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Read by Julie Hagerty
3 hours 24 minutes, 2 cassettes
1999 National Book Award Finalist
Boston Globe-Horn Book honor award for fiction
Booklist Editors' Choice
Aunt Sally has come all the way from Vancouver Island, Canada, to take care of Melissa, Amanda, and Pee Wee. Right from the start she enchants them with tales of her childhood with their father. Aunt Sally's reminiscences lead up to a crucial story about trolls, sinister creatures who supposedly lurked along the shore at night. The trolls had the power to change Aunt Sally's life forever. Their legacy may change the lives of these children as well.
"synopsis" may belong to another edition of this title.
"All Sunday, the children made the most of Aunt Sally. She finished their Halloween costumes, proved a tireless player of cribbage and I Doubt It, read Mrs. Piggle-Wiggle stories out loud, using just the right expression, and never put a lid on the cookie jar. She was, all in all, the most satisfactory grownup the children had ever known."
Transported into their lives not with an umbrella like Mary Poppins, but equally as dramatically, Aunt Sally is introduced to the Ohio-dwelling Anderson family when Mom and Dad are off to Paris and in dire need of a last-minute babysitter. Aunt Sally, however, was not Mr. Anderson's first choice. Aunt Sally is his sister, and part of a past he would rather forget.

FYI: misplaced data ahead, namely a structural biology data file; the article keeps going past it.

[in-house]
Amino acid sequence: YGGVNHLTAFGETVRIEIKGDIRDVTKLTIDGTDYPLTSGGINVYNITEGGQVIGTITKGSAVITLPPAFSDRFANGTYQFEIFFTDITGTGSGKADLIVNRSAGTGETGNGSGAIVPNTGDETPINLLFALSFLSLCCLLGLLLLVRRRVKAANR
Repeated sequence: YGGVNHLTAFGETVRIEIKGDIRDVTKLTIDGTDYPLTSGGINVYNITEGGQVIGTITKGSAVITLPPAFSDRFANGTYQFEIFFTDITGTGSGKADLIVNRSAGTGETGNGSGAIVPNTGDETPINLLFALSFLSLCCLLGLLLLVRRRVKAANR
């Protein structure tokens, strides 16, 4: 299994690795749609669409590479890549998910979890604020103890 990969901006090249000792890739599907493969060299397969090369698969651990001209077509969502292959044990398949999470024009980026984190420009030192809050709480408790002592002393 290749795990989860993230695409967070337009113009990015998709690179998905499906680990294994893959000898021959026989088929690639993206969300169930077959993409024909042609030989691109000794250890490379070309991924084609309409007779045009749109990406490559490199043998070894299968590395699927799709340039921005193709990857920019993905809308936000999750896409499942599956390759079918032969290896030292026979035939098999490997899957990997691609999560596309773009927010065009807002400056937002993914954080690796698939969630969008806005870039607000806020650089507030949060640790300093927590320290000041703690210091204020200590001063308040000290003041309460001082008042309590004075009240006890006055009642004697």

Ten-year-old Melissa, 8-year-old Amanda, and 6-year-old Frank (alias Pee Wee) know nothing of their aunt, except that every year she sends a Christmas card from Vancouver Island with a picture of a moose with tree lights strung on it. Still, it doesn't take long for the children to warm up to her, this unusual, beehive-sporting, sparkly-eyed woman who lets them draw monsters with her eyeliner, uses string beans as walrus tusks at dinner, and tells extraordinary stories about her family history, all of which she insists are true, even the ones about the trolls. The eerie troll story in particular gives us a glimpse into the psyche of the children's father--young Robbie at the time--who is left on the beach by his siblings as an offering to the trolls, in the event that trolls existed. Even though the search parties found him, he was still somehow missing: "...I guess knowing that your own trusted family could give you away, even in jest, well, it changes things. It changes things forever.... He wasn't, in the end, ever with us again."
Aunt Sally's other stories--including the ones about the Fat Little Mean Girl and Maud who shot 80 "cougars"--are fascinating, truly hilarious, artfully timed, and wonderfully detailed, and readers will be as entranced as the Anderson children. Polly Horvath has concocted a superb, funny, poignant book that stares both the fantastical and factual parts of family history in the eye and doesn't look away. "What trolls?" said their father when he came back from Paris. "Doris, did you unpack my gray sweater?" (Ages 8 to 12) --Karin SnelsonFrom the Back Cover:
"Polly Horvath has produced a small gem. She knows just how to twist language to make readers sit up and take notice--" The New York Times Book Review
"About this title" may belong to another edition of this title.
Book Description Listening Library, 2000. Condition: New. book. Seller Inventory # M0807282367
Book Description Listening Library, 2000. Audio Cassette. Condition: New. Never used!. Seller Inventory # P110807282367